Compass Pathways’ New Psilocybin For Depression Trial, Explained

The article Compass Pathways’ New Psilocybin For Depression Trial, Explained was originally published on Microdose.

On February 17th, psychedelic medicine company Compass Pathways (Nasdaq: CMPS) registered a new Phase 2 clinical trial attempting to treat Major Depressive Disorder using psilocybin-assisted therapy.

The new trial will include 102 Major Depressive Disorder patients, two-thirds of whom will receive 25 mg of Comp360 — a large, hallucinogenic dose of Compass Pathways’ proprietary formulation of psilocybin — while the last third will receive 1 mg — the placebo group. In order to be eligible for treatment, patients must have undergone one prior unsuccessful treatment combating their current depressive episode.

Before getting into more details about the new trial, let’s take a moment to discuss its significance for Compass Pathways, and the psychedelic medicines industry more generally.


Psilocybin for depression: Major Depressive Disorder or Treatment-Resistant Depression

To start, by attempting to treat Major Depressive Disorder with psilocybin therapy, Compass is expanding the potential patient pool for their psychedelic medicine. Until now, the company has been focused on treating Treatment-Resistant Depression (as well as other conditions such as PTSD and anorexia).

The distinction is important.

If a person has Treatment-Resistant Depression, it means that they have been diagnosed with Major Depressive Disorder and have unsuccessfully attempted at least two different forms of treatment. A treatment is usually considered successful if measured symptoms fall by at least 50%. In other words, people with Treatment-Resistant Depression are by definition the hardest individuals to treat.

By focusing on the Treatment-Resistant portion of those with depression, Compass was attempting to bring help to those who need it most. However, there are two key points that must therefore be made when discussing their treatment attempts.

First, by only treating those defined as Treatment-Resistant, Compass’ Comp360-therapy  program left out the majority of people with depression. Though estimates vary, only around 29% to 46% of depression patients can be considered “Treatment-Resistant.” Therefore, with Compass’ new trial, they are greatly expanding the potential number of patients that they hope to treat if Comp360-therapy is approved (however, the requirement that patients must have had one prior unsuccessful treatment does limit the expansion somewhat).


Image: Peter Strain


Expanding the pool of patients, and potential for stronger results

Next, as well as expanding the number of potential patients, by attempting to treat people whose depression may be less severe, it is possible that Compass may achieve more impressive clinical trial results for this trial than for their Treatment-Resistant patients — though of course this is speculation and must be born out in the data.

Compass is preparing to start two separate Phase 3 trials attempting to treat Treatment-Resistant Depression with psilocybin therapy. This follows their already completed Phase 2b trial attempting the same thing.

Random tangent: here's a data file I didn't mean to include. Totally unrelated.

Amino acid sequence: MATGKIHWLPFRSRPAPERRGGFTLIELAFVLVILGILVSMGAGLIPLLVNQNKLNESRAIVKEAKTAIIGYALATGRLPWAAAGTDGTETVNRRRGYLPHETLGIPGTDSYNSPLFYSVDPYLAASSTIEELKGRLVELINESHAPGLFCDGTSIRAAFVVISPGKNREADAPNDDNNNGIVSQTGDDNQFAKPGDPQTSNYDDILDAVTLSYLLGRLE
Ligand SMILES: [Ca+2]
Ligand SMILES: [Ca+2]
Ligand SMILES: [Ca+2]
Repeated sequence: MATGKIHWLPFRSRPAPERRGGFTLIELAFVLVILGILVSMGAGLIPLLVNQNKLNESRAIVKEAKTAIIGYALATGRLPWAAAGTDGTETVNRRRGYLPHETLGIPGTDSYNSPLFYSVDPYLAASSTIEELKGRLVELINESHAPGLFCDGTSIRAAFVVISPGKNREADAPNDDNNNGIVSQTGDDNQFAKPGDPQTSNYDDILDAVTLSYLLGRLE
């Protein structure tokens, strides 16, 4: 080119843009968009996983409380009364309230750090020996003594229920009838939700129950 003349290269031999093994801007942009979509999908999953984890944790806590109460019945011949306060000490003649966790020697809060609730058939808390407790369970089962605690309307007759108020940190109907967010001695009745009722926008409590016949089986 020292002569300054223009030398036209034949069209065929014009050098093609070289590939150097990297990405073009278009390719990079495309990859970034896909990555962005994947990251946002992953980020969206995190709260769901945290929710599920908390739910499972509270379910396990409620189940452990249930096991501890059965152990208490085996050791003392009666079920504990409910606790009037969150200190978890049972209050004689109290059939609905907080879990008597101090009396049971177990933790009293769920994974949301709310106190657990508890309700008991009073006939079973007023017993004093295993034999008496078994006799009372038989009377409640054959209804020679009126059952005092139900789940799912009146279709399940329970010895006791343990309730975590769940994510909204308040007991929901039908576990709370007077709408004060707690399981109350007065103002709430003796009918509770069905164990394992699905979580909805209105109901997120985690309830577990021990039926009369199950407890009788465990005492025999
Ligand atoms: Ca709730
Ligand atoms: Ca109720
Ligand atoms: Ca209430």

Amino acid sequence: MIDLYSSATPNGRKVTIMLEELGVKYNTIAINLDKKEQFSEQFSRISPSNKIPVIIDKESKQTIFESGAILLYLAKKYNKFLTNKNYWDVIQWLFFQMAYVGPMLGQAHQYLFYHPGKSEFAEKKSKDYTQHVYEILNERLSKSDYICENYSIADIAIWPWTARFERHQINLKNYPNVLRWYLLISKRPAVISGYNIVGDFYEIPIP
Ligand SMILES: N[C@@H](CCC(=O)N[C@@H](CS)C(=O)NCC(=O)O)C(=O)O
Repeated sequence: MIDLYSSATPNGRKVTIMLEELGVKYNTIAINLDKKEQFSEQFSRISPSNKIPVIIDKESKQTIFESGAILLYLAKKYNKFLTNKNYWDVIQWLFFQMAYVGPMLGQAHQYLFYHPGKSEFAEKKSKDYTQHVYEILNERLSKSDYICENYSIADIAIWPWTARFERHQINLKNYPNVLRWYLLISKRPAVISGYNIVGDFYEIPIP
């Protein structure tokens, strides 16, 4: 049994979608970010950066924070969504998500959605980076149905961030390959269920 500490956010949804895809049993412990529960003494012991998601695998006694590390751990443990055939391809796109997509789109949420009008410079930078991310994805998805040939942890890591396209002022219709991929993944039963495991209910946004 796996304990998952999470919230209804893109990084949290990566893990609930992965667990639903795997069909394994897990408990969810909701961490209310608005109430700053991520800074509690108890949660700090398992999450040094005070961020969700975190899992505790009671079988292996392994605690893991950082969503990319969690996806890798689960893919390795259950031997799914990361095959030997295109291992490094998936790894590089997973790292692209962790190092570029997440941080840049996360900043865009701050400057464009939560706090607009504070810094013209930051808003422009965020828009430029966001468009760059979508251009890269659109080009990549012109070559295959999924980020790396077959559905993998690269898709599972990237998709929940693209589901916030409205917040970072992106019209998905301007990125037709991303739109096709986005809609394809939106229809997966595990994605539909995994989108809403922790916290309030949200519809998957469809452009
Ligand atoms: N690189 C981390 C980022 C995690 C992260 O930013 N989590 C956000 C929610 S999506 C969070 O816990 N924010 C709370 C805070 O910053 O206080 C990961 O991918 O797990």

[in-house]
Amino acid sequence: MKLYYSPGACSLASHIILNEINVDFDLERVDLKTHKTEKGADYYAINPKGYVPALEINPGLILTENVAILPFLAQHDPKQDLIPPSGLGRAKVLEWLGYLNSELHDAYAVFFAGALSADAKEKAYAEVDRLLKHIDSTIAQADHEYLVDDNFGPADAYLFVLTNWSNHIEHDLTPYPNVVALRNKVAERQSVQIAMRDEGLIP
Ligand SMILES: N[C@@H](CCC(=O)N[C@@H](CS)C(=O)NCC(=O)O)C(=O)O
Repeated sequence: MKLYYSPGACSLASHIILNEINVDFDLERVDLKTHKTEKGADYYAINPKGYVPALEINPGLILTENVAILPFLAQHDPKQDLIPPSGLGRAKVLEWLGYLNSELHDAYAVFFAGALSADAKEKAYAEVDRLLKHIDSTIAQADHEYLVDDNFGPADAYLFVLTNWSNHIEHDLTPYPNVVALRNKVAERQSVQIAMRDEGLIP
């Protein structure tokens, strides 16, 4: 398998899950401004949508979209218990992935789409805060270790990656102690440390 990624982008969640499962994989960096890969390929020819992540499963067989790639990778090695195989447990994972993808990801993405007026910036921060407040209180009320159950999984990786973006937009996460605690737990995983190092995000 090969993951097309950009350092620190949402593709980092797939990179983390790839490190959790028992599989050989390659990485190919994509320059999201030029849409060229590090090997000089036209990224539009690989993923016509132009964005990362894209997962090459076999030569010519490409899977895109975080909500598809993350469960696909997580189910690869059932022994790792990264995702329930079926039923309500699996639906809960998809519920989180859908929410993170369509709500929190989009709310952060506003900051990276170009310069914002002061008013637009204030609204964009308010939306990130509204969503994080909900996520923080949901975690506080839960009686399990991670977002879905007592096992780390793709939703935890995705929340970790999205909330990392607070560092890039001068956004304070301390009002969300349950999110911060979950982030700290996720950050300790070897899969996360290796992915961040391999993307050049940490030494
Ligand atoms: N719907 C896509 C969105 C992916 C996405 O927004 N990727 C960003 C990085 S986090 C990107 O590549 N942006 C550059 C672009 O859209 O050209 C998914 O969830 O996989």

That trial saw positive results, though not as breathtaking as other psychedelic medicine trials. It found that three weeks after treatment, 36.7% of patients saw a decrease in their depressive symptoms of at least 50% — as measured by the MADRS scale — though this decreased to 24.1% after 12 weeks.

While perhaps not revolutionary numbers, bringing relief to almost a quarter of patients who had tried at least twice previously to ameliorate their symptoms is still very impressive. Hopefully, psilocybin therapy will be even more effective for those with a less severe diagnosis.


Details on Compass’ upcoming Phase 3 trial


In sum then, if Compass Pathways’ successfully brings their psilocybin therapy for Major Depressive Disorder treatment through the full clinical trial process, it will allow the company to treat a greater number of depressed patients, and hopefully the success rate for those with a less severe form of depression is greater.

It must be noted that from a business perspective, Compass faces lots of competition in the psilocybin therapy for Major Depressive Disorder space. Companies such as Braxia Scientific (CSE: BRAX, OTC: BRAXF), Cybin (NEO:CYBN, NYSE American:CYBN), and MindSet Pharma (CSE:MSET, OTCQB:MSSTF) are all developing psilocybin or psilocybin analogs for the treatment of Major Depressive Disorder, as are nonprofits such as Usona and Beckley Psytech.

From a humanist perspective, however, this is a very good thing as the competition between institutions will help ensure that patients eventually receive the best version of psilocybin therapy possible.

Returning to the clinical trial at hand, the primary objectives of the trial are to measure the “Safety and tolerability of COMP360 Psilocybin”, as well as the “Proportion of patients with adverse events.”

As there have already been many psilocybin trials up to this point, it is likely that Compass will find Comp360 safe and tolerable, and most adverse events will likely not be serious.

We are more interested in the so-called “secondary outcome measures.” The most interesting is the change in depression levels three and six weeks after treatment, as compared to what they were before treatment, using the MADRS scale.

The other is measuring the plasma concentration of psilocybin and other compounds in patients. This is important for seeing how similar the effects of a given dose of psilocybin are between individuals.

As this trial is newly announced, and Compass is just beginning recruitment, it will likely be more than a year before we see data. Nevertheless, this move increases the probability that those suffering from Major Depressive Disorder will get a treatment that works for them. 

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